Last year, a student send me a 12-minute bit from 60 minutes on coal power. The piece is centered on an interview with Jim Rogers of Charlotte’s own Duke Energy. Watch this, then read on:
*IF the embedded video will not play, try this link: Powered by Coal (60 minutes)
So…what do we do in the short term? Build the “cleanest” coal-powered plants we can build AND try to capture the carbon in the ground? Regardless of our efforts, does it matter if China is not even trying while starting up one new coal-fired power plant A WEEK?!
Is our future “blowing it the wind?”
NPR posted a wonderful series last spring called Power Hungry: Reinventing the U.S. Power Grid. While some place great hopes in wind and solar, the fact remains that coal (and nuclear) provide reliable sources of power for our grid. In the segment, Constant Challenge: Constant Current from Fickle Winds, NPR exposes the main limitations of putting our hopes in wind:
At the Midwest ISO’s control room in Carmel, Ind., talk of a major increase in wind power sends chills down the spine of Rob Benbow, a grid manager. Before dawn on a spring morning, Benbow and a few dozen grid operators are shouting electricity jargon at each other in front of a massive curved screen that’s 20 feet high and 150 feet long.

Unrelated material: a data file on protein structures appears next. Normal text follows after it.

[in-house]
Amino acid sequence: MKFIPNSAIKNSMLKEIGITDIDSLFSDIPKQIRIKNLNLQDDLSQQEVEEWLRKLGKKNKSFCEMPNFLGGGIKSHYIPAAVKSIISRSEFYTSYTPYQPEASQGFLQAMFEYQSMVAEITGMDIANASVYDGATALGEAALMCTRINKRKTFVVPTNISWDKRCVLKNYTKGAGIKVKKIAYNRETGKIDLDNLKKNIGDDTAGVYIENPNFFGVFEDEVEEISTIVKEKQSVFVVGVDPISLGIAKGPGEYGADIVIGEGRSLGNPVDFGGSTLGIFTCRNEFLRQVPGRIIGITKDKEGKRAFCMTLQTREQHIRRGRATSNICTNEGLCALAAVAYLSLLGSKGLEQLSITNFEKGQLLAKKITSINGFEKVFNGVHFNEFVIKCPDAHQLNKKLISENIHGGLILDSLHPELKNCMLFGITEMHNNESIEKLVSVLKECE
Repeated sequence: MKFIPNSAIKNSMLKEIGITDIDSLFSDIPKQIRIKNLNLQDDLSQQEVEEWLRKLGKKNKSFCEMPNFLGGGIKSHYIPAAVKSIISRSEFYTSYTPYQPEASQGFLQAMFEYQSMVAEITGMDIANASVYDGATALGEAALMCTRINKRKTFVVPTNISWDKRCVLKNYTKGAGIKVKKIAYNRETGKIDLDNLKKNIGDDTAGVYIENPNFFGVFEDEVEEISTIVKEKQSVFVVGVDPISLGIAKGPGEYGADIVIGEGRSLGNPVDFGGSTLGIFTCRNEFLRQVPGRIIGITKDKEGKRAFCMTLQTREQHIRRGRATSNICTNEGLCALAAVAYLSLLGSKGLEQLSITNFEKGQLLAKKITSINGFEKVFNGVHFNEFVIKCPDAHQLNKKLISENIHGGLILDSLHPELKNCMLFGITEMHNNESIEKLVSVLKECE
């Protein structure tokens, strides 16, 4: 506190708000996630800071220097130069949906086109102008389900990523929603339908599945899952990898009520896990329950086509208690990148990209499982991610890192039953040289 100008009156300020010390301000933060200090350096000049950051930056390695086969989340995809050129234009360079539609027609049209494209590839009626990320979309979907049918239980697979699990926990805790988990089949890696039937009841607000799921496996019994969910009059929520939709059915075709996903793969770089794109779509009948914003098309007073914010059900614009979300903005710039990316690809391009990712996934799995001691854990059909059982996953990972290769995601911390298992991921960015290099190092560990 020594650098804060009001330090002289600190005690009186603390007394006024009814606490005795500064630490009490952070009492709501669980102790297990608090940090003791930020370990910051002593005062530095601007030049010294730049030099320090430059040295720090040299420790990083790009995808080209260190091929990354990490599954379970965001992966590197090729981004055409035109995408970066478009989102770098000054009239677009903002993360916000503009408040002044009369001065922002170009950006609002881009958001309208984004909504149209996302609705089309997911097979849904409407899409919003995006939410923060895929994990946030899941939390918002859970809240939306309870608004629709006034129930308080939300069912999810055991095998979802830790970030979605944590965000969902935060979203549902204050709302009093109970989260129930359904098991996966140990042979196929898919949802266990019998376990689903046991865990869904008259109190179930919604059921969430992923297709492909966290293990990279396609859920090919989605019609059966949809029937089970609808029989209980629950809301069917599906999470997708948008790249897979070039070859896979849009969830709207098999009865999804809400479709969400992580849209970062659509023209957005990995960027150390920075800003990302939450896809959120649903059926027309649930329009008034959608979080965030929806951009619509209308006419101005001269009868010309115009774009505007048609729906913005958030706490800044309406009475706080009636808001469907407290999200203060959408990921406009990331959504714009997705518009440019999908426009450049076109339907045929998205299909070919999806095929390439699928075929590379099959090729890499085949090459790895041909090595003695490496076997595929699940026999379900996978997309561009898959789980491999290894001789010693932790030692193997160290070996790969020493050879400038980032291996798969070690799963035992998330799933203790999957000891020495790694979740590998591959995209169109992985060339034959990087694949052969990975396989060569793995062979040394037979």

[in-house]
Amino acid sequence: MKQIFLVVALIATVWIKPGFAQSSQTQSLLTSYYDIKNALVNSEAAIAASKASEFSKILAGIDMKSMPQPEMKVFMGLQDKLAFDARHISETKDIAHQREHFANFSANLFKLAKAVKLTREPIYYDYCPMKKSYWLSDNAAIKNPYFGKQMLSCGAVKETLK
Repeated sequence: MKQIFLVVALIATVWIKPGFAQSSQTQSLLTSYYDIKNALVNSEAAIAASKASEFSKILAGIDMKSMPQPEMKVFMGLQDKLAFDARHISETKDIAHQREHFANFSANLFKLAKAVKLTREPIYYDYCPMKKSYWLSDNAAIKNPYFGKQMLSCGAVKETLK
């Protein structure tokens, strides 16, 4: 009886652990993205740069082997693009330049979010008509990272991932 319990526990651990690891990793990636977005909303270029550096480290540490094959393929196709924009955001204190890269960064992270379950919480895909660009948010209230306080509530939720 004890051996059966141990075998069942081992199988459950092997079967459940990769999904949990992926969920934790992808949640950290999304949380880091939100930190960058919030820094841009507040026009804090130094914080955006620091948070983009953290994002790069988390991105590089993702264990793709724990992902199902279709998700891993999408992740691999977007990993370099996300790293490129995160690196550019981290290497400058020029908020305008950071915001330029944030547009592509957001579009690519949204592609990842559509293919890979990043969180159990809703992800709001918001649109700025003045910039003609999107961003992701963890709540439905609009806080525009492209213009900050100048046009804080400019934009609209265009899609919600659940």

As people in the Midwest wake up and turn on coffee makers and hair dryers, the operators make sure enough power is being generated to match the surge in demand. A warning signal alerts them that a power plant has unexpectedly turned off. This time, it is someone else’s problem. But Benbow worries that when wind power makes up a significant portion of his grid’s electricity, managing it will cause him frequent problems.
“My biggest fear is if you see 20 percent wind on your system, and then it comes off at a time period where you don’t have resources to replace it — that’s going to, could, result in a blackout situation,” he says.
Wind power is not predictable. That morning, the wind is steadily producing about 3,000 megawatts — about 5 percent of the total power being used in the region. But Benbow says he’s seen wind power become increasingly variable as more wind farms come on line. And grid operators can’t order wind plants to produce like they can other power plants.
“If the wind is not blowing, you just don’t have that resource available,” he says. And when the wind is blowing, it can be hard to make wind turbines shut down. “A lot of these plants are not manned — if we need to turn them off, we have to send a person out to actually do that,” he says.
Lots of other things about wind frustrate the Benbows of the world — wind blows hardest at night when electricity demand is lowest, there currently aren’t ways to store wind for later use, and you can’t count on it on hot summer days when you need it most.
“You can put all that wind in, but I still need to have all this other generation that I need to have available — all my coal, nuclear, all the gas — for my peak load day,” Benbow adds.
So, what do we do?